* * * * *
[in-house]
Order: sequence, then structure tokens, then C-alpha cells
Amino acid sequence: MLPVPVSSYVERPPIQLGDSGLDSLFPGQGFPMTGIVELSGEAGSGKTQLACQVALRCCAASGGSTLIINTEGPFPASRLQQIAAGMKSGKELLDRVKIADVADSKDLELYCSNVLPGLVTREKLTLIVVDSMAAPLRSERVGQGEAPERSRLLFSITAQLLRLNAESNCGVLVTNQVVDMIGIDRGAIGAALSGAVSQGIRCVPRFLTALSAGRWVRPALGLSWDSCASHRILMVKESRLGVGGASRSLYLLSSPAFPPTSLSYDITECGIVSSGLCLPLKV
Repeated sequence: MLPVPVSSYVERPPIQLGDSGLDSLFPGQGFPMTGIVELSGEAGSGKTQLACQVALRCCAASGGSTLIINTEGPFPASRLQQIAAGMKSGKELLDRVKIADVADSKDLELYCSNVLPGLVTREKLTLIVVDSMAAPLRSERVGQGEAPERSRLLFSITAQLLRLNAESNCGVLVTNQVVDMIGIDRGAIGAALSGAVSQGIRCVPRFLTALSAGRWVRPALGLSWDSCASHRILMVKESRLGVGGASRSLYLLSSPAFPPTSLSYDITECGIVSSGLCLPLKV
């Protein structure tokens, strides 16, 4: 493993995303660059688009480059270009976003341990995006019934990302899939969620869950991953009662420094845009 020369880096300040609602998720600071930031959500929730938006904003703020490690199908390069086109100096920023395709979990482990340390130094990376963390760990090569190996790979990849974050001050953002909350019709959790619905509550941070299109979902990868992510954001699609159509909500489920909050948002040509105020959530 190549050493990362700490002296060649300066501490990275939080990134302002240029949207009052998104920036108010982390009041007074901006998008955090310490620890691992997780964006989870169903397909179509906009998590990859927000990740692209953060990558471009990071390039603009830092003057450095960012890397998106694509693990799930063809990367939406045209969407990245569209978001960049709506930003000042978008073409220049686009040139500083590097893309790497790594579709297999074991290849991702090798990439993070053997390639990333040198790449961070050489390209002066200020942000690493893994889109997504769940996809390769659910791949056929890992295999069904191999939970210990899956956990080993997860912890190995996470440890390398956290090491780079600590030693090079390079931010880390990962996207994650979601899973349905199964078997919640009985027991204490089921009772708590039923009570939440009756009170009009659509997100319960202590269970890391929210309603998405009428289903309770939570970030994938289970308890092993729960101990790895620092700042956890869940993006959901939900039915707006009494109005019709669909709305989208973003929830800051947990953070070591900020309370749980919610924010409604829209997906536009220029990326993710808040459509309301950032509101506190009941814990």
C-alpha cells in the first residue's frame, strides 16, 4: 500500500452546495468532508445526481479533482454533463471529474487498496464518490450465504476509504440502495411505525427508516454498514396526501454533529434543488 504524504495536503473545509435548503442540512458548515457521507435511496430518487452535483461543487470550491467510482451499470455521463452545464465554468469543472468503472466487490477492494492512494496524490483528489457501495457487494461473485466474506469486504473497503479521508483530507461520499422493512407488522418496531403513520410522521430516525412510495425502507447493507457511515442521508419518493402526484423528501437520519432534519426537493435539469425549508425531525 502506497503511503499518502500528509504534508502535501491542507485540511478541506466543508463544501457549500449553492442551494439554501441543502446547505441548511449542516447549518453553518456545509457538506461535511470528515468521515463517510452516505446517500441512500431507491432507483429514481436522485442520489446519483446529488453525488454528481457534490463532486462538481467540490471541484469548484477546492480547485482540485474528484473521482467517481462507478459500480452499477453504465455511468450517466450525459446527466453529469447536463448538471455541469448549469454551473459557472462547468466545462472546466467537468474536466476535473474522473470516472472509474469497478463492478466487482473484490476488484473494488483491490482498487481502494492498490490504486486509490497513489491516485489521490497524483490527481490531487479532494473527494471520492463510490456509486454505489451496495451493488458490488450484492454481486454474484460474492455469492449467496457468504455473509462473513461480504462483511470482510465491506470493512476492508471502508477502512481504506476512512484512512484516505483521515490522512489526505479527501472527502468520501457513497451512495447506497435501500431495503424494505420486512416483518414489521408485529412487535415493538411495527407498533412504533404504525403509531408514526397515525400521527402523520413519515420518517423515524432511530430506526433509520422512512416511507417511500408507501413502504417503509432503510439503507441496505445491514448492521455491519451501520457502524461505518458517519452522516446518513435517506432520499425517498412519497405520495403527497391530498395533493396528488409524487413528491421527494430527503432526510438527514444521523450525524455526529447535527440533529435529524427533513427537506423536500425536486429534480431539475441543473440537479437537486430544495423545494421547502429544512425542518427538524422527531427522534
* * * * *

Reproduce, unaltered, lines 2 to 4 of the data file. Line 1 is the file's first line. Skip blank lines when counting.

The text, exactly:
Order: sequence, then structure tokens, then C-alpha cells
Amino acid sequence: MLPVPVSSYVERPPIQLGDSGLDSLFPGQGFPMTGIVELSGEAGSGKTQLACQVALRCCAASGGSTLIINTEGPFPASRLQQIAAGMKSGKELLDRVKIADVADSKDLELYCSNVLPGLVTREKLTLIVVDSMAAPLRSERVGQGEAPERSRLLFSITAQLLRLNAESNCGVLVTNQVVDMIGIDRGAIGAALSGAVSQGIRCVPRFLTALSAGRWVRPALGLSWDSCASHRILMVKESRLGVGGASRSLYLLSSPAFPPTSLSYDITECGIVSSGLCLPLKV
Repeated sequence: MLPVPVSSYVERPPIQLGDSGLDSLFPGQGFPMTGIVELSGEAGSGKTQLACQVALRCCAASGGSTLIINTEGPFPASRLQQIAAGMKSGKELLDRVKIADVADSKDLELYCSNVLPGLVTREKLTLIVVDSMAAPLRSERVGQGEAPERSRLLFSITAQLLRLNAESNCGVLVTNQVVDMIGIDRGAIGAALSGAVSQGIRCVPRFLTALSAGRWVRPALGLSWDSCASHRILMVKESRLGVGGASRSLYLLSSPAFPPTSLSYDITECGIVSSGLCLPLKV